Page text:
Rakley: Yes, we have Historic parks. Examples of this type of park are Vallejo Adobe, Rancho Higuera, California Nursery and Shinn Historical Park. They are all very unique. City council recently adopted a new type of park called a "Civic" park similar to what Summerhill has proposed in the downtown area of the city. The last type of park is a "School" park on properties that are leased from the school district.

TCV: Is there a passive park designation?

Rakley: No. However, we have tens of thousands of acres of open space. For example, Coyote Hills and Mission Peak are considered open space and not counted as part of the city's park system. The critical difference is tied to the issue of funding. One of the impact fees we assess is on residential developers to help pay for expanding the park system to provide park land for the people who are going to move into the buildings they are building. State law requires that we be very responsible about how we assess those fees and spend them. Those laws and our policies state that those fees are to be used for neighborhood and community parks to provide recreational opportunities for a community.

TCV: Does the state definition of parks match those of the city?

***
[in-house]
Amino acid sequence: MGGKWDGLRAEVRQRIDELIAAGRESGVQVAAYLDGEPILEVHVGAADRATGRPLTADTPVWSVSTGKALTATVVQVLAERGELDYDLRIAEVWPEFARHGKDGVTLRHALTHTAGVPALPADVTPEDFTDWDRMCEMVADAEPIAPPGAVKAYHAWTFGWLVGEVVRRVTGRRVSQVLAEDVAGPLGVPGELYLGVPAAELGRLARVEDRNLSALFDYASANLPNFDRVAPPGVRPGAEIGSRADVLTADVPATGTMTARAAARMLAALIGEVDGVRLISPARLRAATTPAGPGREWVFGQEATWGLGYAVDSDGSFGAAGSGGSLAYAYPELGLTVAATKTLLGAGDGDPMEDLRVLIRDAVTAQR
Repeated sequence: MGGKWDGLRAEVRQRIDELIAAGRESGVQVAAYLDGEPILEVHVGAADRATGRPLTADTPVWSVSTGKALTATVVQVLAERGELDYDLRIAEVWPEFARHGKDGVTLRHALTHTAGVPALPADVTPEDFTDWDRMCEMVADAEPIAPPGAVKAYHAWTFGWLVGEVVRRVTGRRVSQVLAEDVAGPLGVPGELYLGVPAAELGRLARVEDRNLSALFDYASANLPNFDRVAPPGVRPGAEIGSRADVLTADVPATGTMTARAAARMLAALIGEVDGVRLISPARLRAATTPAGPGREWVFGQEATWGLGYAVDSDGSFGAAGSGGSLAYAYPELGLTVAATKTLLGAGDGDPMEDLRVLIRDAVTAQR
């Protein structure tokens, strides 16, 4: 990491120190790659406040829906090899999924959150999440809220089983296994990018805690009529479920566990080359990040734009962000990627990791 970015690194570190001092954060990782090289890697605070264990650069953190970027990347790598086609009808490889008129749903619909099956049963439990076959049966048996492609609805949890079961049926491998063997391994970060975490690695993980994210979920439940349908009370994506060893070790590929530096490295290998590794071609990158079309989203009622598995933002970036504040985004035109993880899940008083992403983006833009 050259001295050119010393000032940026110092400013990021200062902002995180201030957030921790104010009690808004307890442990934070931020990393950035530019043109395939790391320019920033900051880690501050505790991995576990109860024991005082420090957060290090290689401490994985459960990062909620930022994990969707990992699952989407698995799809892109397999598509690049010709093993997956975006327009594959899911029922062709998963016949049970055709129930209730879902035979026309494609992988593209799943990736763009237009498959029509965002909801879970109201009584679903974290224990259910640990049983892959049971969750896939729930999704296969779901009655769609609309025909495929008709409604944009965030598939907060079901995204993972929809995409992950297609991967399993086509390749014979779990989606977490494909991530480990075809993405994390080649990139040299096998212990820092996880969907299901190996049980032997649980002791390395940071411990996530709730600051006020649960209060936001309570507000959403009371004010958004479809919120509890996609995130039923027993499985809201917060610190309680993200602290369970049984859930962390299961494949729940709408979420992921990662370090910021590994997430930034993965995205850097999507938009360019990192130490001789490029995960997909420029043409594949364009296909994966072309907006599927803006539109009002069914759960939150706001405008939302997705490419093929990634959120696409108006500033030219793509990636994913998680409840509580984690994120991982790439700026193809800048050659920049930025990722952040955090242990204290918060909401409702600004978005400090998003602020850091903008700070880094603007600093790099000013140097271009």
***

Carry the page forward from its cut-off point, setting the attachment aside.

Rakley: The state uses much more general definitions. Although the intent is specific, implementation is generalized to allow modification for individual jurisdictions. Fremont, with advice of legal counsel, has interpreted these to fit our needs while another city might use different guidelines based on their situation.

TCV: Will the General Plan redefine parks?

Rakley: We will review a number of existing policies relating to the park system for the new General Plan. This department is very active in that process.

TCV: Why is it more expensive to maintain a small park than a larger one?

Rakley: This relates to the cost of moving staff and equipment to the location. Even though the park may be small and require less lawn mowing or other maintenance, the travel time and cost of moving equipment may be high in relationship to the service necessary.

TCV: Would a so-called "passive" park be less costly?

Rakley: The term passive park is probably focused on the intensity of use. Intensity may be a more valuable way of speaking about resources. More park development attracts users and if it successfully brings more usage, it means more maintenance is necessary. Land with less infrastructure (buildings, parking lots, lighting, irrigation systems, etc.) may attract fewer users and therefore require less maintenance.

TCV: Is the Parks and Recreation Department responsible for open space?

Rakley: In Fremont, we differentiate between parks and open space. Open space often requires little or no maintenance from the city and is outside our city park system. In the General Plan and the Parks and Recreation Master Plan, the council developed criteria for selection of parks sites. This is very specific and when land is considered for a park site, a report is prepared that addresses those factors. For instance, when we purchased the land for Marshall Park from the school district, we used these standards to assess whether it was appropriate to proceed and dedicate the land within the park system.